Bar Mitzvah Bouncers

Bouncer with headset

This kind of brawn is not most cases.

I now know that my middle son’s recent bar mitzvah celebration, which I had thought was well planned and executed, was lacking in one way. Sometimes you just don’t know what you are missing until someone points it out for you. That is what happened when I spoke with a friend from New Jersey today.

My friend and I were comparing bar mitzvah notes, since her son became a Jewish adult just a few weeks before mine did. I mentioned that the only thing that caused our celebration to receive less than a 100%/A+ on the bar mitzvah grading scale was our teen guests’ two timing us. It turns out that another boy from my son’s school (one my son does not know), was having his bar mitzvah party at the next door hotel at exactly the same time. We had not been made aware of this ahead of time by the hotels’ event planner, and none of my son’s friends had alerted us that they had been invited to both parties. At a certain point during the evening, we noticed a couple of unusual things. First, many of our teenage guests seemed to be disappearing and then reappearing. And second, some of them reappeared wearing and bearing party favors (funny hats, oversized sunglasses, gaudy faux gold chains) that we were not giving out.

“Didn’t you hire bouncers?” inquired my friend. “What do you mean ‘bouncers?’ I’m talking about a bar mitzvah party, not an exclusive New York night club,” I replied, honestly having no idea what she was talking about.

party motivators

Very "Keeping Up With The Steins." These are party motivators (different job and profile than bar mitzvah bouncers).

It turns out that my friend, like all the parents of bar mitzvah age children in her New Jersey community, include bouncers alongside DJ’s, food, party favors, invitations and centerpieces on their bar/bat mitzvah party essentials list. Apparently, parents think it is well worth the extra few hundred bucks to ensure their (the parents’, not the teenage guests’) enjoyment and peace of mind. By hiring bouncers, they (unlike me, who once I figured out what was going on, was torn as to whether it was my job to play the heavy with the kids who were running across the dark parking lot between parties, or whether it was their parents’ responsibility to teach them how to be gracious guests) are able to focus on family and friends and savor the simcha.

Thankfully, the image in my mind of hulking, scare-the-s–t-out-of-you tough guys was dispelled once I started doing a little internet research on the bar mitzvah bouncer phenomenon. It turns out that, at least in the case of the largest and most established such outfit (Bar-Mitzvah Bouncer, Inc.), the bouncers are all professional teachers who take on this weekend moonlighting to supplement their meager salaries. Although they do act as a security outfit, and some of them appear pretty beefy, they dress like the teams of clean-cut, young Mormons I see around Palo Alto – only the bouncers’ freshly pressed shirts are bar mitzvah blue, rather than missionary white.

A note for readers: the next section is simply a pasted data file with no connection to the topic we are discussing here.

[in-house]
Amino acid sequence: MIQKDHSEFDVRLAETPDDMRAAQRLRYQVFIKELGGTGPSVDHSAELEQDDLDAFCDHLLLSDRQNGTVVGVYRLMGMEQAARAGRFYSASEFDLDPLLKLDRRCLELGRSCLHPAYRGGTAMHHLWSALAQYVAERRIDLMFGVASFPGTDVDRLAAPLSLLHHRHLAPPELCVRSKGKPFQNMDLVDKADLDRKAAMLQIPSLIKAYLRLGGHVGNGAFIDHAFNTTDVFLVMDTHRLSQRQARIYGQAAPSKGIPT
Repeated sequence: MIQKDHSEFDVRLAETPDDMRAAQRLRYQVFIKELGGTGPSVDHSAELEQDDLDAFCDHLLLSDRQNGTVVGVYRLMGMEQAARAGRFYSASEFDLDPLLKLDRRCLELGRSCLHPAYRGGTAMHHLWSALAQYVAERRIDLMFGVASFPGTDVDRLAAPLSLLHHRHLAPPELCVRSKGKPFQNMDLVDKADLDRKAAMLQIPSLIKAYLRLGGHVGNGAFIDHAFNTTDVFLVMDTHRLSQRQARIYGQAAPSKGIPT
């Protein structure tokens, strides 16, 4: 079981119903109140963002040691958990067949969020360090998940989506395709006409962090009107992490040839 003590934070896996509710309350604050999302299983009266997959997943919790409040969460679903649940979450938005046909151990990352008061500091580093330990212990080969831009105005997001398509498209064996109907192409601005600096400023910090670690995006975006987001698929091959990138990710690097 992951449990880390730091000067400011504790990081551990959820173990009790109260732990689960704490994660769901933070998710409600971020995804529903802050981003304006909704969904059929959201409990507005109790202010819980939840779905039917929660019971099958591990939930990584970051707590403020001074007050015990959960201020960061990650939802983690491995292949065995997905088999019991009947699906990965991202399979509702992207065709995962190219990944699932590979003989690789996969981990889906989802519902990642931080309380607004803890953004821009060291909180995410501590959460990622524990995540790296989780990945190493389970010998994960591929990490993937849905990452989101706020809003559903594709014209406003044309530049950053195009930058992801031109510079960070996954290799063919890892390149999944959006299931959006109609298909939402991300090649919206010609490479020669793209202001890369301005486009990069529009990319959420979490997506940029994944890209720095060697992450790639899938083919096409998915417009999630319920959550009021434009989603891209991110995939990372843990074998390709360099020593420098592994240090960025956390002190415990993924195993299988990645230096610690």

Bar Mitzvah Bouners 016

A Bar-Mitzvah Bouncer, Inc. bouncer on the job.

While the only mischief I had to worry about was my son’s friends’s enjoying two parties for the price of one and joyriding in the hotel elevators, many New Jersey parents are motivated to hire bouncers by rumors of teenage hanky panky. According to a 2005 article in The Record, a local Bergen County publication:

The rumors have been a boon for Evan Wofsy, a middle-school teacher from Livingston, N.J., who doubles on weekends as the Bar Mitzvah Bouncer, a tamer of 13-year-olds at fancy affairs.

Anxious parents, including plenty from North Jersey, hire him to make sure kids don’t misbehave on the bus between the synagogue and the banquet hall, or in the bathrooms, alcoves and parking lots outside the party room. He gets enough calls to keep him and a few teacher friends chaperoning well over 200 parties a year.

“Do the kids try and make out? Oh, absolutely,” Wofsy says. “But more than that? It just doesn’t happen. I can’t say what goes on when I’m not there, but even when the kids tell me the stuff they’ve heard, they admit they’ve never actually seen any of it happen. I think things get fabricated: One thing happens and overnight, there are 14 versions of the story, none of them accurate. That’s how middle-school kids are.

“Not that these kids don’t keep me busy. They have food fights, throw things out of the bus window, wrestle, put toilet paper rolls in the toilet to clog it, pull fire alarms or break things or hurl party favors at each other. I’ve got to tell you, keeping these kids from being sexual is the last thing I have to worry about.”

Charming. Seems that the impact of the “Today I Am a Wo/Man” speech and fanfare about thirteen-year olds becoming Jewish adults fizzle out on the short ride between the synagogue and the party venue.

Maybe New Jersey parents swear by bar mitzvah bouncers, but I would have to agree with Y-Love, who recently tweeted on Twitter about these guys , saying, “It’s kind of sad that we need this, klal Yisrael.” Given the demographic of Y-Love’s fans and audience and the mode of his message’s delivery, I think it is being directed primarily at the teens. As it should be.

© 2009 Renee Ghert-Zand. All rights reserved.


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2 Responses to “Bar Mitzvah Bouncers”

  1. Evan Wofsy Says:

    Just wanted you to know that I love this article. Please call me when you can 973 758-9800 is the office or my cell 201 232-5705 All the best, Evan ( Owner)

  2. hetaher frieman Says:

    this company started was i was young and look its still going strong and they are SIMPLY THE BEST 20+ years later !!!!

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